15. As Milsom explained at the beginning of his Historical Foundations of the Common Law, two jurisprudential questions drove his work. Firstly, how did the common law originate ; or (to put it differently), how did a system of custom become one of law. This was a question he took up further in his later work, The Legal Framework of English Feudalism. Secondly, how did a system premised on an ideology that it was constant and unchanging adapt to a constantly changing world. This was to focus on the way lawyers adapted and manipulated old forms of procedure to meet the changing needs of clients. For Milsom “[t]he life of the common law has been in the unceasing abuse of its elementary ideas” . Legal rules designed for one purpose were diverted to new purposes. The common law remained fluid, and was in a constant process of reclassification. It was this point which made Milsom’s challenge so difficult and so exciting : for it often involved trying to capture what was in the minds of lawyers, who were apt to keep changing their minds, and who often failed to leave a written record of the crucial assumptions they were making. As Milsom saw it, lawyers were only ever interested in winning the case before them : and if the path of the law was tortuous and winding, this was because this is how it developed, from case to case . Some doctrinal developments were intended ; others accidental.
16. One of Milsom’s achievements was to reinvigorate legal history as a subject in English legal scholarship. Unsurprisingly, legal scholars following Milsom have largely concentrated on those areas which have generated the most legal doctrine, and the knottiest problems for lawyers to wrestle with. Milsom’s textbook (like Plucknett’s earlier Concise History and J.H. Baker’s later Introduction to English Legal History ) concentrated largely on the institutions of the common law (courts and procedures) and on private law - property and obligations. Subjects which have attracted the interest of social historians - notably crime and disorder - have attracted less attention from these scholars. “The miserable history of crime in England can be shortly told,” Milsom wrote, “Nothing worth-while was created” . Milsom’s intellectual project has been continued by Sir John Baker, who is not only the Literary Director of the Selden Society, but also General editor of the Oxford History of the Laws of England, a project which aims to supplant Holdsworth’s history as the major reference point for English legal history. Appropriately enough, the first volume was produced by Baker. In his preface, he gives a useful definition of the subject : “The focus of this book, and of this series, is the intellectual and institutional framework within which the lawyers’ opinions were formed and their arguments devised, the processes of litigation managed and recorded, and the legislative changes achieved” . As this suggests, this is a specialist enterprise, which is not designed to be either constitutional history or social history, but which aims to describe the subject matter of the law.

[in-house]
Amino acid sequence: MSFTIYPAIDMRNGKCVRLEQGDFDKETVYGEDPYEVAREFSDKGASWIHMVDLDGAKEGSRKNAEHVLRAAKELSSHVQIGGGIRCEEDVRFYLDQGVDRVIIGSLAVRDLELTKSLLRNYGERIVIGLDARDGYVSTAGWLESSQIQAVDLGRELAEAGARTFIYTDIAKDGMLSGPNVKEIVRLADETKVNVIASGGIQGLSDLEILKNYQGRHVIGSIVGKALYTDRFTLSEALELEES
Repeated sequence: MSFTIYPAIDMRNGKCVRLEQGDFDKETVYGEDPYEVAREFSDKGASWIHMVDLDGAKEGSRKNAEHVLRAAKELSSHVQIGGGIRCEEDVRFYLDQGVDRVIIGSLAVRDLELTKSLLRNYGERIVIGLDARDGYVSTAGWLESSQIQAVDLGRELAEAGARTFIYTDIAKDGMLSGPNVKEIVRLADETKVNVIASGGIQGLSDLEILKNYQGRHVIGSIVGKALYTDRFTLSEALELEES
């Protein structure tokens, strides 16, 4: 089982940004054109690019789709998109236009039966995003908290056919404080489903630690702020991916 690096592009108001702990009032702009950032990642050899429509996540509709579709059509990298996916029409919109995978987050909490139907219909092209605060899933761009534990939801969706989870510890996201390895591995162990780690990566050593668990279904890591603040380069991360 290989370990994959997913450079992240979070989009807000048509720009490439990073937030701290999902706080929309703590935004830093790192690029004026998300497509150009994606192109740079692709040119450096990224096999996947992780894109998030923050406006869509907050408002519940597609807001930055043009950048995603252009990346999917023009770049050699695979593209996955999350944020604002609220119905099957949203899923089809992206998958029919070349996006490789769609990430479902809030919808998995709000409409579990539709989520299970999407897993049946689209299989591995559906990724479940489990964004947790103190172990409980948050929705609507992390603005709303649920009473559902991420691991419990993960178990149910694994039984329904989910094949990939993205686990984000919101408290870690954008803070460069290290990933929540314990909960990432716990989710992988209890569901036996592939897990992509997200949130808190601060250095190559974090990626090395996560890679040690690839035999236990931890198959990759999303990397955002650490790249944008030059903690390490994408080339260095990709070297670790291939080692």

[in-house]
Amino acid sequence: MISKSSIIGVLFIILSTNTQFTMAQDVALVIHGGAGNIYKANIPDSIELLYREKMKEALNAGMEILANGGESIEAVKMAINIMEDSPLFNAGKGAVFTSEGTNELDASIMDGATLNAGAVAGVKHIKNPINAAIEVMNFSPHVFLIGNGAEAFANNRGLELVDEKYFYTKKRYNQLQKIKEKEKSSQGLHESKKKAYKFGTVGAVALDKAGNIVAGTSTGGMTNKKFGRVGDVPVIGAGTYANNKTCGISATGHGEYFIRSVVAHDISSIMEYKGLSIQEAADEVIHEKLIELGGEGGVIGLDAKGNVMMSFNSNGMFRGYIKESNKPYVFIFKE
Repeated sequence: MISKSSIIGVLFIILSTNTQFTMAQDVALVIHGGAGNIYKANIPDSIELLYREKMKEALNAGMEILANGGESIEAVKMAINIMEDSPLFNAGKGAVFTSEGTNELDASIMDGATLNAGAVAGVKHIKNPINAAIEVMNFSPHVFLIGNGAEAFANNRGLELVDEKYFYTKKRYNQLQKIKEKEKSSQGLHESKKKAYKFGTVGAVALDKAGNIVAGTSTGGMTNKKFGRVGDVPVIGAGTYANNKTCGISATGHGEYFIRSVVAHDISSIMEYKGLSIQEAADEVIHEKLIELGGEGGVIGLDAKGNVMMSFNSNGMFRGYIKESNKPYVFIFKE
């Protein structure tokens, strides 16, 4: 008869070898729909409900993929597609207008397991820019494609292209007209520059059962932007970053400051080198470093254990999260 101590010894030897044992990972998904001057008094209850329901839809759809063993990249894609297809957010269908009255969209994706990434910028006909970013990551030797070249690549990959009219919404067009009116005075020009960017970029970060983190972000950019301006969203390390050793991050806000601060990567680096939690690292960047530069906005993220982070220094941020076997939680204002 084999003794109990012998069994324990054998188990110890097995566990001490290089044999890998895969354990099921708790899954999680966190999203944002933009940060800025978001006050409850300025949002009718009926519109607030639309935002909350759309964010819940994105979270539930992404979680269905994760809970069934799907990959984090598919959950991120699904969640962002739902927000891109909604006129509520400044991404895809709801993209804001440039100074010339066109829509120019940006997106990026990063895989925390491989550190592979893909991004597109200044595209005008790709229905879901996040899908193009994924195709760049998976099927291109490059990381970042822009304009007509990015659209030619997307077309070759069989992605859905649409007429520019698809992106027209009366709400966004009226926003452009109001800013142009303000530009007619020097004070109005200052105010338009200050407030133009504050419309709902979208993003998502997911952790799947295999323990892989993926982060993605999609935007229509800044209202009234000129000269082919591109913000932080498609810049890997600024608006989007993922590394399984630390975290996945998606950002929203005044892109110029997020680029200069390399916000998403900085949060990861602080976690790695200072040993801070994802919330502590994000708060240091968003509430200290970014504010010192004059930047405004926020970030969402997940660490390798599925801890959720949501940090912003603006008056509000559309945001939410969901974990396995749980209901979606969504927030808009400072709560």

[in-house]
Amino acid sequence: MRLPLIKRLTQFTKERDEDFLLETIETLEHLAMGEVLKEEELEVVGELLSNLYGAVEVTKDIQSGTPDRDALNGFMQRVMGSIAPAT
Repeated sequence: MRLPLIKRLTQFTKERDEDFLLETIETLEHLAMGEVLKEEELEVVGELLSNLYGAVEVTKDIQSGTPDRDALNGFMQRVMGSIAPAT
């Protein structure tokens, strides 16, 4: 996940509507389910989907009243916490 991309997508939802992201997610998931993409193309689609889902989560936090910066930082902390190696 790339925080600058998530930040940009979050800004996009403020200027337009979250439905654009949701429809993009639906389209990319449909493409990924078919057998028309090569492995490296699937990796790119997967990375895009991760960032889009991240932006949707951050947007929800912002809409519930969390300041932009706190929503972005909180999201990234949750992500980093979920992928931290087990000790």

17. In England, Milsom’s work reinvigorated doctrinal legal history, and liberated it from being the handmaiden of current doctrinalists. Indeed, for Milsom and Baker, legal history was seen as a largely medieval and early-modern enterprise : dealing with an obviously different legal world. Milsom in a way continued Maitland’s project, for he brought the legal mind to questions of the past. Yet in a world of increasing specialization among historians, this raised a potential danger that the generalist would not be taught by the legal historian, but would be baffled by his specialist language .
18. The United States also saw a legal-historical revolution in the mid twentieth century, but it was not a Milsomite one. Its roots were in the Realist reaction against Langdell’s formalism. By the 1890s, Oliver Wendell Holmes, who had drawn heavily on history in The Common Law to tease out a theory of the common law, and its various doctrines, came round to the view that the role of history in explaining current law was limited. In the ‘Path of the Law’, he noted that history had to be part of the rational study of the law, since without history “we cannot know the precise scope of rules which it is our business to know.” But the study of history (he now said) was only “the first step towards an enlightened scepticism, that is, towards a deliberate reconsideration of the worth of those rules” . Holmes inspired the Realist reaction against formalism, and by the 1930s, the kind of doctrinal legal history espoused by the likes of the formalist Ames were going out of fashion. Roscoe Pound’s Interpretations of Legal History - the third volume in the Cambridge series  - spent much time criticizing jurists like Savigny and Ames for seeking ideas in history which were fundamental and necessary . Doctrinal legal history of that sort fell out of favour in America by the mid century. When James Willard Hurst was asked in the 1990s to cast his mind back to the world of legal history in America which existed when he began, he accordingly replied, “That would be a bit like studying snakes in Ireland, wouldn’t it ?”